From the Publisher
Eye-opening . . . excellent reportage—highly recommended for would-be journalists as well as those interested in geopolitics.—Kirkus Reviews
"In this remarkable saga, Garry Leech conveys brilliantly and with vivid insight the magical qualities of this rich and tortured land, and the struggles and torment of its people."—Noam Chomsky
"That havoc within Colombia is portrayed with angry passion by the determined Garry Leech, that now rare beast in the jungle of journalism prepared to put his own life at the service of the truth. . . . A remarkable and captivating personal account of the drug war that unfolds mostly in Colombia.—Gavin O'Toole, Latin American Review of Books
Read an Excerpt
The idea for this book emerged during an eleven-hour detention I endured at the hands of Colombia’s largest guerrilla group in August 2006. More specifically, it evolved from thoughts that washed over me during that ordeal about my three-month-old son, Owen. I couldn’t stop thinking that if anything happened to me, either during that detention or at any other time in Colombia, I wouldn’t be around to explain to
Owen, when he grew up, what sort of work his father did. Sure,
he could read my articles and books and discover my views on
U.S. policy in Colombia. But those writings do not explain how
I conduct my work. They don’t describe the challenges and adventures involved in carrying out investigative journalism in
Colombia’s remote rural conflict zones. And they don’t depict the moments of terror or those of inspiration that I have experienced in my encounters with Colombians from many walks of life. Most importantly, they don’t shed light on why I do this sort of work and the path that led me to become a drug war journalist. Consequently, Beyond Bogotá is the story of my work in Colombia—a sort of memoir, if you will.
Naturally, my story cannot be separated from the larger drama in which the principal protagonists are Colombians who are living and dying every day in the midst of the country’s decades-old civil conflict. Colombia is the world’s leading producer and exporter of cocaine, and its illegal drug trade has fed the habits of drug users in the United States for more than three decades. As a result, we Americans are directly linked to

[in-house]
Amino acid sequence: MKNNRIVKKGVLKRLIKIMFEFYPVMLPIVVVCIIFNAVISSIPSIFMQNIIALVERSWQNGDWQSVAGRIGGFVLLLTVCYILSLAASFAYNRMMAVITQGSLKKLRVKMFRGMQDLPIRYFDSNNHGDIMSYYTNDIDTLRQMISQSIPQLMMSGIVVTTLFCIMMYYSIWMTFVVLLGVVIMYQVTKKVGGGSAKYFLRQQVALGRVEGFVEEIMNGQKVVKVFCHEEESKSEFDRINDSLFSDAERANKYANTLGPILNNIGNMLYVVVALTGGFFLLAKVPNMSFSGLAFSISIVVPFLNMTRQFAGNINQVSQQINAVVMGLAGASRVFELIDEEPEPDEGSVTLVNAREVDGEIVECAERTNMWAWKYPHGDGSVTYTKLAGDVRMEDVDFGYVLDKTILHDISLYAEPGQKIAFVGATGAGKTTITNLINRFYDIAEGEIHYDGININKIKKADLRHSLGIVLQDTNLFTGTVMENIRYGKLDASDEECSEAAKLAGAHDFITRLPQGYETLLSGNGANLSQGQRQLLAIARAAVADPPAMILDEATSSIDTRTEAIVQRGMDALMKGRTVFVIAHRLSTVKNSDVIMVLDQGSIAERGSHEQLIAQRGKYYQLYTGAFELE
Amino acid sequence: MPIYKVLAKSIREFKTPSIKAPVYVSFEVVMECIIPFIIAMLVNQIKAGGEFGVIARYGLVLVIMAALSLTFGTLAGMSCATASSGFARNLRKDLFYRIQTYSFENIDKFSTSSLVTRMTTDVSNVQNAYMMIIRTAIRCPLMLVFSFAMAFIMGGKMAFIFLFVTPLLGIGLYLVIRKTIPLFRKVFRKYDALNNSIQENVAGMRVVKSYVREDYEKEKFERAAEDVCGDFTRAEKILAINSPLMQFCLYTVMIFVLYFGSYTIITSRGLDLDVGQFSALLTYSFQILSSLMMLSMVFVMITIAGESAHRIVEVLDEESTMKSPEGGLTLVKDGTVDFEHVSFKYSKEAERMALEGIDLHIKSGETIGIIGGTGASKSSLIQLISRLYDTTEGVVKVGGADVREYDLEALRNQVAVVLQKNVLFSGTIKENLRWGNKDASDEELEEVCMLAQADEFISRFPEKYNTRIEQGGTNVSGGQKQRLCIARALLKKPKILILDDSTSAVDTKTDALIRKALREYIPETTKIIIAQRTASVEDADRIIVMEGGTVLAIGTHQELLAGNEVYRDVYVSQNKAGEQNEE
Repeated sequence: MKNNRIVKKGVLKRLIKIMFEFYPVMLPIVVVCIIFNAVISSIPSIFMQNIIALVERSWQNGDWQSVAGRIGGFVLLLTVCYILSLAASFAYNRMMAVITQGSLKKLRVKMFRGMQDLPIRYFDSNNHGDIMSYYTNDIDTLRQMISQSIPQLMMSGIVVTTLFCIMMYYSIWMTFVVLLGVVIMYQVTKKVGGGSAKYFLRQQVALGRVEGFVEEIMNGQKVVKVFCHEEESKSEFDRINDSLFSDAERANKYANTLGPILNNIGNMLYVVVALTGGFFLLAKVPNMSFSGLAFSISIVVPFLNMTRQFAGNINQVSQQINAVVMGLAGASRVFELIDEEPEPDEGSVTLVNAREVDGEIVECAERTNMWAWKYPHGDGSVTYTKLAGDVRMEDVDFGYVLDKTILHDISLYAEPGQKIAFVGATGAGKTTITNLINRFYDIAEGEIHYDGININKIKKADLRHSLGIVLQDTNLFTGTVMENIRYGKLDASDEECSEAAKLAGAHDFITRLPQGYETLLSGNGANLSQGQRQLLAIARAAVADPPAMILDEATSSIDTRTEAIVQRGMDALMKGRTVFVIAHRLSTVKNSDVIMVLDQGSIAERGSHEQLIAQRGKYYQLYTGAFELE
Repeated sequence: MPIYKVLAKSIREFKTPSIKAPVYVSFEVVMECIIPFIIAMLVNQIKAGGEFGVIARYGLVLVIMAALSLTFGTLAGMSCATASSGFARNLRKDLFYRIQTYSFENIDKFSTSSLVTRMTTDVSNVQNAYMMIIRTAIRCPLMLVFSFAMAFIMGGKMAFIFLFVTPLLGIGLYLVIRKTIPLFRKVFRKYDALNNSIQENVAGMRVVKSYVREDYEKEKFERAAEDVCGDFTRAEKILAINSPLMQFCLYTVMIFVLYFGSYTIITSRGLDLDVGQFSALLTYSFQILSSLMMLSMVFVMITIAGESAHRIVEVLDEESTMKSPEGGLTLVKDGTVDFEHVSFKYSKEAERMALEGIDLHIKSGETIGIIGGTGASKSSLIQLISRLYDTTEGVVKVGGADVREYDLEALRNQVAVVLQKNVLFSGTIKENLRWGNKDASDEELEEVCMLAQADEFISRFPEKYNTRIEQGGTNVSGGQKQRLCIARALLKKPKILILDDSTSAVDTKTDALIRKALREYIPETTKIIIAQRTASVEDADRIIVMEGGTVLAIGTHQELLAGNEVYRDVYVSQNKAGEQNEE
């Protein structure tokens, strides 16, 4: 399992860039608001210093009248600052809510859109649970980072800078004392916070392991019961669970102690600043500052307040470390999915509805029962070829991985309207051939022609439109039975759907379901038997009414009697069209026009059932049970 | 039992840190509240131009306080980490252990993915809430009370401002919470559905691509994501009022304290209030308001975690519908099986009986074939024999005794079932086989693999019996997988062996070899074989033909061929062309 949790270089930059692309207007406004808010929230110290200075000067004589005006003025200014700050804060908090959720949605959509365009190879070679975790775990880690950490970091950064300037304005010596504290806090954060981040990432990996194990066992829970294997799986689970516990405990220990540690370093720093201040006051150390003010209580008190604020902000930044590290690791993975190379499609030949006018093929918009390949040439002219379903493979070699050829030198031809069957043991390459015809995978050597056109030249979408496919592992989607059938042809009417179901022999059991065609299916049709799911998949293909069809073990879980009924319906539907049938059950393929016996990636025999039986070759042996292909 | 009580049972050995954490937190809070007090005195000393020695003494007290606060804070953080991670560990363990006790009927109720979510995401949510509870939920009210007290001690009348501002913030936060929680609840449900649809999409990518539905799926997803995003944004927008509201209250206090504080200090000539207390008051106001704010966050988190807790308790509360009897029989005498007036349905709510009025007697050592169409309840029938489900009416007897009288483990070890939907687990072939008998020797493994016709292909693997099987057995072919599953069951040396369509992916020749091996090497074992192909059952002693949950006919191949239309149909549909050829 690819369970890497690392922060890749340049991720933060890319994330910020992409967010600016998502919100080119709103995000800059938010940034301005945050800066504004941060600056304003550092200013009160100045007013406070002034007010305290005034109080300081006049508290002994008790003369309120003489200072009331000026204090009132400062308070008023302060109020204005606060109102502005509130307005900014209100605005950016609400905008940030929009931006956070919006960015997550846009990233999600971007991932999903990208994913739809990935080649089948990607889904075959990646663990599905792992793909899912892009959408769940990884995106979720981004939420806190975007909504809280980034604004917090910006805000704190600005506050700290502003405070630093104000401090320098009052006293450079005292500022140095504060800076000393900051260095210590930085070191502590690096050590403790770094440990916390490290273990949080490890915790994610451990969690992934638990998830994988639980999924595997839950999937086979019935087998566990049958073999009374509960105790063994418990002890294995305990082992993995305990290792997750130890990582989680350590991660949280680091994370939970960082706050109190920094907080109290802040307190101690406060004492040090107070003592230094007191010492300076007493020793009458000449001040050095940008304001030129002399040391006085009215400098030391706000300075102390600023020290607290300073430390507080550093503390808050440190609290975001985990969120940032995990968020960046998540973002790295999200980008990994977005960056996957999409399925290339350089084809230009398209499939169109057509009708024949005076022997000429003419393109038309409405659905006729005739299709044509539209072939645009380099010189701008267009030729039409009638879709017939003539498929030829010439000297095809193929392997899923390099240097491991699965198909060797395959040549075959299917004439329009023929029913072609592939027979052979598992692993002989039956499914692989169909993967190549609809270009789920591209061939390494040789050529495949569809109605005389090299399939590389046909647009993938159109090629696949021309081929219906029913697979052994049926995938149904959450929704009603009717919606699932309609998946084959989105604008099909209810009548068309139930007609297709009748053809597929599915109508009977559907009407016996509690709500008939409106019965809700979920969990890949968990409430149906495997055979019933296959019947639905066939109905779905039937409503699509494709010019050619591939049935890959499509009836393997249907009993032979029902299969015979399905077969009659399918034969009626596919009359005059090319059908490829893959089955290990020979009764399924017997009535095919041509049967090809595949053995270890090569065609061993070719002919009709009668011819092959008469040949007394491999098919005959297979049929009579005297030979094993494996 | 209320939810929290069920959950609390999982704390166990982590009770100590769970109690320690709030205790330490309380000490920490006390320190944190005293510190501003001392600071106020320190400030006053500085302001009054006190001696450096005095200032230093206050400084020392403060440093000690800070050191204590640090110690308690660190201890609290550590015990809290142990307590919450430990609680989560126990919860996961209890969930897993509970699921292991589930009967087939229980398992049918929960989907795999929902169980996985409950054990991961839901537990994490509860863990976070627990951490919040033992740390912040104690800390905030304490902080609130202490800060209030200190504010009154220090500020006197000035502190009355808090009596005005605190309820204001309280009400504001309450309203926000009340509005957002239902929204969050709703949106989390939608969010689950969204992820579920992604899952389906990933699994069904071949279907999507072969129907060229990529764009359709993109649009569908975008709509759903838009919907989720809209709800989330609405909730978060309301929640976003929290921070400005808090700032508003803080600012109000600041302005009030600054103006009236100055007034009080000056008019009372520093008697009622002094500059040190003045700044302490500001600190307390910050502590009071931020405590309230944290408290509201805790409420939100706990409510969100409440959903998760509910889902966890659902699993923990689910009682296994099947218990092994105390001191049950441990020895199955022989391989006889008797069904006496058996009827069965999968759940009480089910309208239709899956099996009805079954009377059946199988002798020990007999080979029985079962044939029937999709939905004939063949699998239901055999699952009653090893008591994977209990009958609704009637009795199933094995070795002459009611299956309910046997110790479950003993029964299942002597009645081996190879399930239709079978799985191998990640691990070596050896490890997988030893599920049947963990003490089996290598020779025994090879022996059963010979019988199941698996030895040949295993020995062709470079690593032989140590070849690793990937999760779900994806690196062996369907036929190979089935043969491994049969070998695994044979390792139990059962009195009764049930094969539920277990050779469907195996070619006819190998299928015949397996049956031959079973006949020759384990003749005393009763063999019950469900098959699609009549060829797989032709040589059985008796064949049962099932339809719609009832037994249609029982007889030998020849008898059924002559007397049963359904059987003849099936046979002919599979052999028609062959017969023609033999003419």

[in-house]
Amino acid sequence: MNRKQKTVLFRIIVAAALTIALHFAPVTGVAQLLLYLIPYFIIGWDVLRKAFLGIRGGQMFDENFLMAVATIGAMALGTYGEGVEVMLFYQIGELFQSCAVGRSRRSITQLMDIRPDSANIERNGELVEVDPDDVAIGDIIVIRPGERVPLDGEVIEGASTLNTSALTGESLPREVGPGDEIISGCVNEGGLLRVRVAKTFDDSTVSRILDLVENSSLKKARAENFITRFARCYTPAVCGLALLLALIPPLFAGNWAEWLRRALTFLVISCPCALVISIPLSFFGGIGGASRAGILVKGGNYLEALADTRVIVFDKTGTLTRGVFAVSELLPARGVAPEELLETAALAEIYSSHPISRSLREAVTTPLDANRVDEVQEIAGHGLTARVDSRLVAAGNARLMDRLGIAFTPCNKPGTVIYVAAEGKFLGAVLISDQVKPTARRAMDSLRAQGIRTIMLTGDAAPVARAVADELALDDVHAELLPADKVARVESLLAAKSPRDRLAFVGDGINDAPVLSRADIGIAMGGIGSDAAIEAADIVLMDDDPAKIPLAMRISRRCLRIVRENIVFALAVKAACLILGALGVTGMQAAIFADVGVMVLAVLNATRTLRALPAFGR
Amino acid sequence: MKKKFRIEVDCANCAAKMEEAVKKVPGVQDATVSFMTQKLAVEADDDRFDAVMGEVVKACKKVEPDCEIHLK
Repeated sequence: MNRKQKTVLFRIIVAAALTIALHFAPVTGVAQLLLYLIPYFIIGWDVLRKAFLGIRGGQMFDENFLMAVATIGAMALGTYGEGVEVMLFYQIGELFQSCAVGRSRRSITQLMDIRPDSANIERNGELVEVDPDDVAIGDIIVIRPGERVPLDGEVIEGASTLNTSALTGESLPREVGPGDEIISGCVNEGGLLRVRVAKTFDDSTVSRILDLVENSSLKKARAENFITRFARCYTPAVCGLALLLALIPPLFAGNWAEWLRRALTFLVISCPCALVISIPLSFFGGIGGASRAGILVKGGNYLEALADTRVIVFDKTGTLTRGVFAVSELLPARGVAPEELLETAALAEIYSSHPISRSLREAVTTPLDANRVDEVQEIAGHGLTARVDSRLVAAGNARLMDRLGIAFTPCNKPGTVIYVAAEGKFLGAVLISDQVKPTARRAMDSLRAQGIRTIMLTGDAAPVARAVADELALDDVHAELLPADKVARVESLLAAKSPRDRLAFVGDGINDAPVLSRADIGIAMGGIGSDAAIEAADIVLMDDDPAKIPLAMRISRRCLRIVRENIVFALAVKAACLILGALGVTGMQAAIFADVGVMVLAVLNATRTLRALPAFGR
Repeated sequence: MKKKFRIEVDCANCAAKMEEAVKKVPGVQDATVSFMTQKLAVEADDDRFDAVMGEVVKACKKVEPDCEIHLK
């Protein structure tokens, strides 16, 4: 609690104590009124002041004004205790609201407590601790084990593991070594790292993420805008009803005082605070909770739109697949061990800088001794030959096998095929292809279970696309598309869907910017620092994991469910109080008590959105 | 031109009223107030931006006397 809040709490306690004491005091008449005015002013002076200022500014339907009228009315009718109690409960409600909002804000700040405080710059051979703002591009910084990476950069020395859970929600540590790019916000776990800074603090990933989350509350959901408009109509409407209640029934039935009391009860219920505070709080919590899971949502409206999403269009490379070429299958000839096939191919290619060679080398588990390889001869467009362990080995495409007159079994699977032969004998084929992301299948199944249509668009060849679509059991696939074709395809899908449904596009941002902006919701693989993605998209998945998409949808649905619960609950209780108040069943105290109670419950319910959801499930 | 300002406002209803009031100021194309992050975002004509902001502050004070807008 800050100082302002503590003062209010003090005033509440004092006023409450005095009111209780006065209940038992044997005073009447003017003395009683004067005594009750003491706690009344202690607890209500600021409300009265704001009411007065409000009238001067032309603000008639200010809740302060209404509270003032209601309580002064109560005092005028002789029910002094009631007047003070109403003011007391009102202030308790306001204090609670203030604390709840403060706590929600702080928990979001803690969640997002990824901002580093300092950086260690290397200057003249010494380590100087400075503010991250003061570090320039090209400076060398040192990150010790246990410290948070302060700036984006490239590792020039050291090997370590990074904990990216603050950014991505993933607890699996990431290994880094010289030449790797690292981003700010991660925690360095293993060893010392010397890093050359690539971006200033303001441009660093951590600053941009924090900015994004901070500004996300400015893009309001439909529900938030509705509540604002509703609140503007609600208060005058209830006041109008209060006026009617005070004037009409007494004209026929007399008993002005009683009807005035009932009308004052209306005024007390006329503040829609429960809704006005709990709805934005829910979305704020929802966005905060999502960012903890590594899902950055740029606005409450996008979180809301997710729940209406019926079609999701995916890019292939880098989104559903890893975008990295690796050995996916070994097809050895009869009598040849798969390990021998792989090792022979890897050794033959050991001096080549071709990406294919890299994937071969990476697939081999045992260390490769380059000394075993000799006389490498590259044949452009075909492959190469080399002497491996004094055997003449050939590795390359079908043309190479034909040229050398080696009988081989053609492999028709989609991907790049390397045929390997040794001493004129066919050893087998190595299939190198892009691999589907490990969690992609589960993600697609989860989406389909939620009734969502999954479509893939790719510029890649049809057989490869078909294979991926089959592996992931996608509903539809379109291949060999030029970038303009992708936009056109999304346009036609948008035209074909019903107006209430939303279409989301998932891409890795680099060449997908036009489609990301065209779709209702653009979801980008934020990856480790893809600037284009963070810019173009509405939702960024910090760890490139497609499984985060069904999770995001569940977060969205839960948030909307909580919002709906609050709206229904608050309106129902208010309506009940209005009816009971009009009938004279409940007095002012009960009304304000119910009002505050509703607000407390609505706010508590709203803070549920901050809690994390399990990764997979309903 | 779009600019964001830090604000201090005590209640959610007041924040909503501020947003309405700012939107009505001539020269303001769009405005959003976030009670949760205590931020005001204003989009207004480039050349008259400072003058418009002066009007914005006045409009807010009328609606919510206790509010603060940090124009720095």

Colombia’s violent drama, both through ever-rising levels of personal cocaine use and through the war on drugs that our government has been waging in this South American country.
I have tried to place my personal story within the larger contexts of the U.S. war on drugs and Colombia’s civil conflict.
I have drawn from my experiences working in various parts of
Colombia over the past eight years in an attempt to portray, as comprehensively as possible, both my personal story and the struggles of those rural Colombians who are caught in the middle of the violence. There are not enough pages in this book for me to include all of the Colombians I have met or even to reflect on every region of the country in which I have worked. Therefore,
I have selected those people and places that I hope will provide the reader with a relatively comprehensive portrayal of life in Colombia’s rural conflict zones. Woven throughout are accounts of the most profound and personal of my own experiences in Colombia. Sadly, for their own safety, I have had to change the names of some of the protagonists. I have not, however,
altered the names of those Colombians who are already public figures or visible spokespersons for governments, organizations,
communities, or armed groups.
Ultimately, this book is an account of the U.S. war on drugs and Colombia’s civil conflict as seen through the eyes of a journalist.
Colombia’s civil conflict and the war on drugs are complex issues, and I don’t for a moment pretend that I fully grasp all of their intricacies or that I have sufficiently addressed them x A note from the author
in these pages. What I have tried to do is to recount my experiences and observations as accurately and honestly as possible.
Beyond Bogotá is not a journalistic work, but rather the personal story of a journalist’s search for meaning in the midst of violence and poverty.